Typically, we review wines that merit consumer consideration and are available to purchase locally. This is not one of those wines. Not that it doesn’t merit your consideration (it does), simply that it’s not available for purchase. Don’t get the wrong idea, it isn’t terribly exclusive or expensive, it’s just old.
Resident Cork Dork Elton Nichols is the Wine Director at the Pacific Club. One of his primary duties as Wine Director is managing the wine list. He recently updated the list and asked his wife Kristin, The Spirits Gypsy, to proofread the changes and make sure he didn’t mistakenly list a bottle of Screaming Eagle for $25.00 instead of $2500. (On that note, if you’re a member of the Pacific Club with $2500 to blow, I’ll let you star in a video review of Screaming Eagle for Drink with Aloha if you let me have a glass. Ok, a sip. Heck, I’d do it for a sniff.)
While scanning the list, Kris noticed an inconsistency: 1996 Chateau la Cardonne Medoc, a 14 year-old bottle of Cru Bourgeois Bordeaux, for $28! For those of you who aren’t studying for your Advanced Sommelier degree, here’s how Elton described Cru Bourgeois. In 1885, Napoleon III requested a classification system for premier French wine for the World’s Fair. The Burgundy producers couldn’t get their act together in time, so the list only included the top Bordeaux producing estates ranked by quality in a 5-tier system called the Grands Crus Classés. The list was intended to change over time… but it never did. In other words, if you weren’t a kick ass Bordeaux producer in 1885, then screw you.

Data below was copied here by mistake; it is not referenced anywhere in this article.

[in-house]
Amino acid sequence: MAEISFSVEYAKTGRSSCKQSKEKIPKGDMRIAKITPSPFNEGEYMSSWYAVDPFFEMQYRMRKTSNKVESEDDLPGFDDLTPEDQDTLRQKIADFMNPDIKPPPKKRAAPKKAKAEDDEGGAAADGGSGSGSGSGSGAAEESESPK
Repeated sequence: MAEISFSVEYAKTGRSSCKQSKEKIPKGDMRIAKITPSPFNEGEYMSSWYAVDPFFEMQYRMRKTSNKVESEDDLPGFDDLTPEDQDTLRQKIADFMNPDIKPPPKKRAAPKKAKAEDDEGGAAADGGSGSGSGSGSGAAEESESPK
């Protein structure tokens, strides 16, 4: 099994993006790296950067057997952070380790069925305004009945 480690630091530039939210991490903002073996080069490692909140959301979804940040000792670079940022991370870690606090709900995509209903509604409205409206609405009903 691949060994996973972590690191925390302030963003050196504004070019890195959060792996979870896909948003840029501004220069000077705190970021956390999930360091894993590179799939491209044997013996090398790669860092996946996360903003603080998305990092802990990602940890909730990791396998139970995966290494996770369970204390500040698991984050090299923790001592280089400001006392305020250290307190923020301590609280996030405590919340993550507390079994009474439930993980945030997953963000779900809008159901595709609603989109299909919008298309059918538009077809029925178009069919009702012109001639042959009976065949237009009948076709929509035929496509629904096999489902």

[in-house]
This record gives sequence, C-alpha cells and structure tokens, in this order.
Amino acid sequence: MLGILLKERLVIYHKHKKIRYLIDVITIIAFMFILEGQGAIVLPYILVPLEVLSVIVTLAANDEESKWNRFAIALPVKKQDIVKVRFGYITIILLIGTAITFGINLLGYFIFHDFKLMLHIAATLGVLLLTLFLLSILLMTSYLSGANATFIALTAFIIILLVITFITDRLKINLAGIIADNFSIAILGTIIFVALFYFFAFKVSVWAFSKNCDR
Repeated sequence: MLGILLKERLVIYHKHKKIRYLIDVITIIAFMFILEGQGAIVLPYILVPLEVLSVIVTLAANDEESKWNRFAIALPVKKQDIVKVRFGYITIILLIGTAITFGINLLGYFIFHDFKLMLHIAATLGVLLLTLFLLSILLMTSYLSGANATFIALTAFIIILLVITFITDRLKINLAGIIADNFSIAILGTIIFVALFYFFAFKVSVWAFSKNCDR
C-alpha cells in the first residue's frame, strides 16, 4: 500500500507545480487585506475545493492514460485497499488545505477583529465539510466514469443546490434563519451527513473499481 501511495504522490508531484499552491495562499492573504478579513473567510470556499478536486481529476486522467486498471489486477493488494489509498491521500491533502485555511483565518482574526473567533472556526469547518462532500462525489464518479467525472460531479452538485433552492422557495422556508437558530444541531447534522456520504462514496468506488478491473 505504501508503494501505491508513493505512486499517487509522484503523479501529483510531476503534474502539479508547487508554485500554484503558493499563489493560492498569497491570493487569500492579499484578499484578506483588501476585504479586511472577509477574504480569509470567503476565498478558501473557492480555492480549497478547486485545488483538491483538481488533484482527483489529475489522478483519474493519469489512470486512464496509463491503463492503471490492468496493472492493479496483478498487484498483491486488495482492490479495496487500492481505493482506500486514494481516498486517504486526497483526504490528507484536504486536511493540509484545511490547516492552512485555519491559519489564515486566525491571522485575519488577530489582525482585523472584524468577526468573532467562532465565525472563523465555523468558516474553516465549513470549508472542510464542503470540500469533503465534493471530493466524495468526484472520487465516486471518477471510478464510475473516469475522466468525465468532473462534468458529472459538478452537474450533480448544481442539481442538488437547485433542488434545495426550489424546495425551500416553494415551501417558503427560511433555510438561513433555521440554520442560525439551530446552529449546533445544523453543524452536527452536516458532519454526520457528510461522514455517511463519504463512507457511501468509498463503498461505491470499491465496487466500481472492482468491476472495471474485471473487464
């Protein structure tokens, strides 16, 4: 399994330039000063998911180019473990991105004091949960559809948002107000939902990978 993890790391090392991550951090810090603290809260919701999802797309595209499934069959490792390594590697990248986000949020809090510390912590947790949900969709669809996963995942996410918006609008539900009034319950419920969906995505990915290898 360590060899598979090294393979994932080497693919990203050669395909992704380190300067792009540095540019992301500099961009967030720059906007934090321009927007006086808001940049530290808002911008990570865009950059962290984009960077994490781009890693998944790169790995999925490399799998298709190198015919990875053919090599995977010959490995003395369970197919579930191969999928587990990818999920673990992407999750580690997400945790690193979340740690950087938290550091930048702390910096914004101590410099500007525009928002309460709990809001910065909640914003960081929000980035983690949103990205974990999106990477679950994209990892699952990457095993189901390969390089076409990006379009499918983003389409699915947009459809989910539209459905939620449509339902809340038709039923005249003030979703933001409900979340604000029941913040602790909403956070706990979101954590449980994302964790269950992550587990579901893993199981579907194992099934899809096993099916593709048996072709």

In order for newer estates and estates that improved their wine making techniques in the subsequent 47 years to gain recognition, the Bordeaux Chamber of Commerce and Chamber of Agriculture created the Cru Bourgeois classification in 1932. It’s not as exclusive (and the wines aren’t as jaw-droppingly expensive) as Grands Crus Classés, but it’s a way for the “other” French Bordeaux producers to say, “Hey, this wine doesn’t suck!”
Needless to say, Tori and I jumped at the chance to drink an aged, bargain priced bottle of French wine. To be fair, we jump at the chance to drink young, bargain priced boxed wine, but we jumped extra high in this case.
The wine had a delicate nose, with light French oak, black cherry, shoe polish and a hint of rose petals. The body of the wine was a bit tight at first, but eventually opened up with a nice balance between the cherry, shoe polish, aged oak, some earthiness and tobacco. It had an incredibly long finish, that lingered for minutes after the sip. It wasn’t an earth shattering wine and the fruit wasn’t as present as I expected for a wine with 50% Merlot, but it was an incredibly enjoyable experience and well worth the $28.
Bottom line: You probably won’t find 1996 Chateau la Cardonne Medoc on the shelf anywhere, but if you do, it’s a lovely well-rounded Bordeaux for a decent price.